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Oklahoma lawmakers advance another abortion bill, this one to allow civil enforcement

The bill would follow another anti-abortion bill the Oklahoma legislature sent to the governor’s desk on Tuesday that would make performing an abortion or attempting to perform the procedure a felony punishable by up to 10 years in prison and/or a fine of $100,000.
The “Oklahoma Heartbeat Act,” Senate Bill 1503, would prohibit abortions at the time when a physician can detect early cardiac activity in an embryo or fetus, which can be as early as six weeks into a pregnancy — before many women even know that they are pregnant. It provides exceptions for medical emergencies.

The bill would also allow private citizens to bring a civil lawsuit against a person who performs or induces an abortion, intends to perform an abortion, or knowingly aides or abets an abortion such as paying for the procedure. Under the measure, relief would include at least $10,000 in statutory damages for each abortion the defendant performed or aided in violation of the act, legal fees, and compensatory damages.

The bill would prohibit civil action from being brought against certain individuals, including the woman who had the abortion or sought the procedure. The proposal would not allow a person who impregnated a woman through rape, sexual assault or incest to bring a civil action.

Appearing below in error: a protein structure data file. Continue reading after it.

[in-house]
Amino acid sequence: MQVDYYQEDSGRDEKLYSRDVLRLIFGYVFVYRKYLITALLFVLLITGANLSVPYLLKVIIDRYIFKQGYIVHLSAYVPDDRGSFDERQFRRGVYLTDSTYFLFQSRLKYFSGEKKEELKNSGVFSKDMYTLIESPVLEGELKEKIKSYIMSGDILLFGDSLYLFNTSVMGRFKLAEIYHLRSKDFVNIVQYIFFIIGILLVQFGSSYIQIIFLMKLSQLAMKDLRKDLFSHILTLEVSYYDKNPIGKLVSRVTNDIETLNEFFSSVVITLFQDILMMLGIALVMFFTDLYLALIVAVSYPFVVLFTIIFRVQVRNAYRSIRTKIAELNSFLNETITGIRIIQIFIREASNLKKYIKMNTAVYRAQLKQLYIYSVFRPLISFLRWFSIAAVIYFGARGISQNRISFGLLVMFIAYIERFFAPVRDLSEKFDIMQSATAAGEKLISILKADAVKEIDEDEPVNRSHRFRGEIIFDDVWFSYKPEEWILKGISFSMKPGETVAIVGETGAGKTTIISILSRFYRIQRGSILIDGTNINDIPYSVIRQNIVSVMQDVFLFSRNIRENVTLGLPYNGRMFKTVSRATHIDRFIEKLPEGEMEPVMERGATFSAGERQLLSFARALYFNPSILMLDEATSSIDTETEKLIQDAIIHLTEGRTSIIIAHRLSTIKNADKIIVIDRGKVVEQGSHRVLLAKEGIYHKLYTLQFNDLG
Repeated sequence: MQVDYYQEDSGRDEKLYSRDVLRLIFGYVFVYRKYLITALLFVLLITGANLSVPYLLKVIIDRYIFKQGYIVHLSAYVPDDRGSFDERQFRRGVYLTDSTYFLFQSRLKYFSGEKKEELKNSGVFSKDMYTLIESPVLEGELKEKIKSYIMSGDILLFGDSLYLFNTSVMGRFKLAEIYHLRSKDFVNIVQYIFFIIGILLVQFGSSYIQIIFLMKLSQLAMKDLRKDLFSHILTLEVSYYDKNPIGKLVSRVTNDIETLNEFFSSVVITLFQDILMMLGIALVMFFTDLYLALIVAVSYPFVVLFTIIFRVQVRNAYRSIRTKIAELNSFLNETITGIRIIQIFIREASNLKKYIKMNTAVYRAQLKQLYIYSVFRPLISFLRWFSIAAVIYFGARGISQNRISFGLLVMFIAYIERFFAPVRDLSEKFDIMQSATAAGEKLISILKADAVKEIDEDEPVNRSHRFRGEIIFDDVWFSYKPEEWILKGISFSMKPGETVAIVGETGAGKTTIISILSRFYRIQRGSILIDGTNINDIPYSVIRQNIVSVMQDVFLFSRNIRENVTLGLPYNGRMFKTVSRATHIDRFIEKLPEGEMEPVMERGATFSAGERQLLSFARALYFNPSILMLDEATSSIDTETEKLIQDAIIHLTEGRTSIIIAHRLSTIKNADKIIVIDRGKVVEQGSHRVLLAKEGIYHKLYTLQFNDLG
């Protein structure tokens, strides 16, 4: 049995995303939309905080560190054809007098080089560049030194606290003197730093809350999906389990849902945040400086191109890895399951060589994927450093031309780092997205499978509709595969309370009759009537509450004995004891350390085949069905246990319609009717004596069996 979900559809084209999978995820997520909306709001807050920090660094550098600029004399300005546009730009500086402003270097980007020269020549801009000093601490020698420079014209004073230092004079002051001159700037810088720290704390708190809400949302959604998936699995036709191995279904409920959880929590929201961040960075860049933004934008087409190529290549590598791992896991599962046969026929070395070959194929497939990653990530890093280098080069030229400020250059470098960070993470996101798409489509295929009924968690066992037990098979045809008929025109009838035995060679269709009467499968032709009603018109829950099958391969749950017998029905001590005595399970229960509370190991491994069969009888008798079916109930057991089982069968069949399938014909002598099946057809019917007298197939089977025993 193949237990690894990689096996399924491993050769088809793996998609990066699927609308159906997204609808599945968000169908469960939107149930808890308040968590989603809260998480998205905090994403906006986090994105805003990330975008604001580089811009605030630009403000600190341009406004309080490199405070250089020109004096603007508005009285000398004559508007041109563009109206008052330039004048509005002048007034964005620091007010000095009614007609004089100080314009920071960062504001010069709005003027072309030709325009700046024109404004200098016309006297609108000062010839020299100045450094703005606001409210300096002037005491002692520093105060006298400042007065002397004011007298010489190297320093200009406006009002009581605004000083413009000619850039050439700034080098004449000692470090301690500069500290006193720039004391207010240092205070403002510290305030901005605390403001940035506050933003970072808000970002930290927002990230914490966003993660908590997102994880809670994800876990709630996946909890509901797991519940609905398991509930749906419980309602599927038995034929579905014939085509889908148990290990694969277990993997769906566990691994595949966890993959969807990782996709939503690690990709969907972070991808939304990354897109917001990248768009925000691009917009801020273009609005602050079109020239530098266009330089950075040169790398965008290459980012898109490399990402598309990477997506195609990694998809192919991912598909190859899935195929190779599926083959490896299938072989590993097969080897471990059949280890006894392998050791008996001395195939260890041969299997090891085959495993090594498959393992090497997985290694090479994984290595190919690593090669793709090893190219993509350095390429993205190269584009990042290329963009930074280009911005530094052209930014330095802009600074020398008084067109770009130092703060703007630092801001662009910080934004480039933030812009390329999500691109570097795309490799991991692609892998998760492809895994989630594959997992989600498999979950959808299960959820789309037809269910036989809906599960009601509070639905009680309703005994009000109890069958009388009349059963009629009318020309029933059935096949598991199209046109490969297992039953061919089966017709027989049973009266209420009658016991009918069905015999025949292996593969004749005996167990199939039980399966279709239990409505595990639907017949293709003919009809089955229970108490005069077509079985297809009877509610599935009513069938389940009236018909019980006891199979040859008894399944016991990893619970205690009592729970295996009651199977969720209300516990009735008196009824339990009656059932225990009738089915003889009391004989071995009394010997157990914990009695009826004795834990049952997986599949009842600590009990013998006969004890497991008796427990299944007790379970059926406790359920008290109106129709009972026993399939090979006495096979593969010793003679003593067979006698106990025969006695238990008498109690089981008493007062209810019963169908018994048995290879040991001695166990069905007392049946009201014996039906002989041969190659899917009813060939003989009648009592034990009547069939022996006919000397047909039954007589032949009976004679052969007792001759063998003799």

The bill would take effect with the governor’s signature.

The Republican-led House Public Health committee on Wednesday passed the bill by a vote of 7-1, with one Democrat opposing the bill. The bill now moves to a vote in the full House.

The state Senate had passed the legislation last month by a vote of 33-11.

The bill is just one of a number of restrictive measures on abortion that the Oklahoma legislature is considering this session, and is one of two bills in Oklahoma that is styled after a controversial Texas law that went into effect in September.

House Bill 4327, modeled after the Texas law that also allows enforcement through private civil lawsuits, is under consideration in the state Senate. That bill would ban most abortions at any point in pregnancy, but provide exceptions for medical emergencies or if the pregnancy was the result of rape, sexual assault or incest and reported to law enforcement.
Senate Bill 612, the measure that received the legislature’s final passage on Tuesday, would make performing an abortion illegal in the state, making exceptions only in the case of medical emergencies. Under the bill, the woman would not be criminally charged or convicted for the death of her “unborn child.”

Republican Gov. Kevin Stitt had previously promised to sign every bill limiting abortion that came across his desk.

Oklahoma state Rep. Todd Russ, who is championing the so-called heartbeat bill in the House, told CNN that if the near-total ban that was passed Tuesday is appealed all the way to the US Supreme Court, that his bill could still stand, noting that the high court had allowed the Texas law to go into effect.

Emily Wales, the interim president of Planned Parenthood Great Plains Votes, told CNN that the so-called heartbeat bill is “more concerning in many ways” than the near-total ban in part because it models after the Texas law that abortion providers and advocates have struggled to block.

Wales warned that the bills would create a “regional crisis at a level we haven’t seen yet,” and with a shortage of providers, it could push the system to a breaking point.

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